Last week Suzen and I were visiting my daughter Kelly in Seattle. We took a day trip to Portland to, ostensibly, visit my mother, but I will admit to an additional motive: it’s been four years since I had my last Roakes hot dog.
For those of you who don’t know, there has been great dialog here about Roakes, about it’s chili sauce dating from the 1930′s or 40′s. I had my first Roakes 61 years ago and had the fortune to live just a half mile from the place. It was on my way to school, to junior high, to senior high, to college. Sadly, I now live in New York City. I cannot have my daily hot dog — I’m serious, I did 4 or 5 a week.
After four years, what can I say? The exploding image above is all too true. There is, I sadly say, a problem at Roakes. Or a problem with me, perhaps, but even Suzen noticed there was difference.
Or differences. The famed sauce color was slightly duller. The flavor less biting. It’s still very good, it’s quite similar to what it was, but it is not the same. Yes, I asked for the recipe. No, I was refused.
The chili sauce is made twice a week, in a separate room by one person in secret. What can be going on? Well, what is the likelihood that a recipe can survive unchanged for decades. I’ve thought about it, and I think that there is far more likelihood of change, than constancy. This is a meat based sauce. What’s the chance that the — surely economy — beef being use has the same characteristics as 60 years ago. Just think how pork has changed in our lifetime. Are the spices the same? Are the same spice manufacturers even around? What if onions are used and there was a shift from red to white or some other presumably harmless adjustment?
No, I think there are many avenues for change here and some evolution in the sauce is likely, if not inevitably. Can I live with that. Hell, no.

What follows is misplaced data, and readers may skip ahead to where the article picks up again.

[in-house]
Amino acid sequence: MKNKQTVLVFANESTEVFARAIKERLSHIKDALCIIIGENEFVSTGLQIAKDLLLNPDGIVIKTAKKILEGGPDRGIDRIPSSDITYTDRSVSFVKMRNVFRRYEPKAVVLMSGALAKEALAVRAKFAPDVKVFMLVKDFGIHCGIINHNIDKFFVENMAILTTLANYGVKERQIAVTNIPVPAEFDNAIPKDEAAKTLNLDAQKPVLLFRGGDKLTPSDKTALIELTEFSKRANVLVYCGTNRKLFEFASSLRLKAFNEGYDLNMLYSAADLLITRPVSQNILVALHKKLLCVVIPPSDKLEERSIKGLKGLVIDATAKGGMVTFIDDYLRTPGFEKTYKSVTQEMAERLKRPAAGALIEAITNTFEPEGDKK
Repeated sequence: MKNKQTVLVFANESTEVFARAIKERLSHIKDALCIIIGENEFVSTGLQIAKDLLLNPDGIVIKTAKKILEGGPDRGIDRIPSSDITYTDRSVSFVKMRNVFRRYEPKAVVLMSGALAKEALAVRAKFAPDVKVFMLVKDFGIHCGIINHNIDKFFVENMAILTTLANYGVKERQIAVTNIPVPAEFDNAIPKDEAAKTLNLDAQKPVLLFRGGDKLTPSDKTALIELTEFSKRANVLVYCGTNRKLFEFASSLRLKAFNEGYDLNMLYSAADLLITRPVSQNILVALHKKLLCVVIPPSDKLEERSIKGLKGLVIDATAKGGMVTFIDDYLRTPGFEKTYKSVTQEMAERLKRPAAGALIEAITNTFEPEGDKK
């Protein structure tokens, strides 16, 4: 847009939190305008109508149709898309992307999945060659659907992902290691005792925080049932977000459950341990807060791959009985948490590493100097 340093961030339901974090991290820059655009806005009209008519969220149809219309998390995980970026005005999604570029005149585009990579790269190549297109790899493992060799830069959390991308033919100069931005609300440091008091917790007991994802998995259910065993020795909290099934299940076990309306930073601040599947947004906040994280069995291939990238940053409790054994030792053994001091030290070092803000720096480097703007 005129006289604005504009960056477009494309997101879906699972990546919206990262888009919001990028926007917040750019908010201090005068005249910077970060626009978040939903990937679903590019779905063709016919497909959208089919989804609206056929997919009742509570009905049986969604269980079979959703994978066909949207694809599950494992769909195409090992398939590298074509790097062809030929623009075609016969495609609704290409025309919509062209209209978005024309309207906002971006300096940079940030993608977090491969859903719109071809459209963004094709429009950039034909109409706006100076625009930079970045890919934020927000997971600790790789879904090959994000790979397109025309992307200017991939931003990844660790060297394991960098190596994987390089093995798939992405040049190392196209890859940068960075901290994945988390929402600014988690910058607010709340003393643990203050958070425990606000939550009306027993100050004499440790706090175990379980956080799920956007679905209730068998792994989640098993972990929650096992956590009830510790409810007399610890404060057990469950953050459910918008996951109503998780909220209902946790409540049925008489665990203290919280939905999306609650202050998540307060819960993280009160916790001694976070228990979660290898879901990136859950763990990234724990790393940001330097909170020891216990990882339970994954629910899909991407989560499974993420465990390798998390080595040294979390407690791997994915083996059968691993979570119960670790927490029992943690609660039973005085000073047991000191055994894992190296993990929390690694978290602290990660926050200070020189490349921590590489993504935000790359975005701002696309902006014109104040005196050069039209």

I have a path that may provide a solution. Look for tomorrow’s Cookbook Review of Haute Dogs by Russell Van Kraayenburg. He has a page devoted to classic chili sauce with a variety of regional options. To be continued.
And, if anyone out there can comment on this, I would appreciate input. I don’t think I am wrong, and I would be very disappointed to be confirmed as right.
Today’s post is a travel update. Suzen and I have been visiting my daughter Kelly in Seattle. We’ve had a week of travel, tasting, and cooking. We’ve some lovely new recipes I will post this week, and deeper perspective on the American food scene. If you are worried about the quality of American food, or any decline in creativity, then a visit to any of several neighborhoods in Seattle reassure you that life and standards are really improving.
We’ve found some wonderful places to purchase food products and meals– especially if you consider a milk shake to be a meal. More importantly, these spots are packed with people who happily come to sample and to linger over caffeine or alcohol. There are many of these beehive spots in Seattle — and other cities — where foodies can thrive and share inspiration.
More words and recipes to come!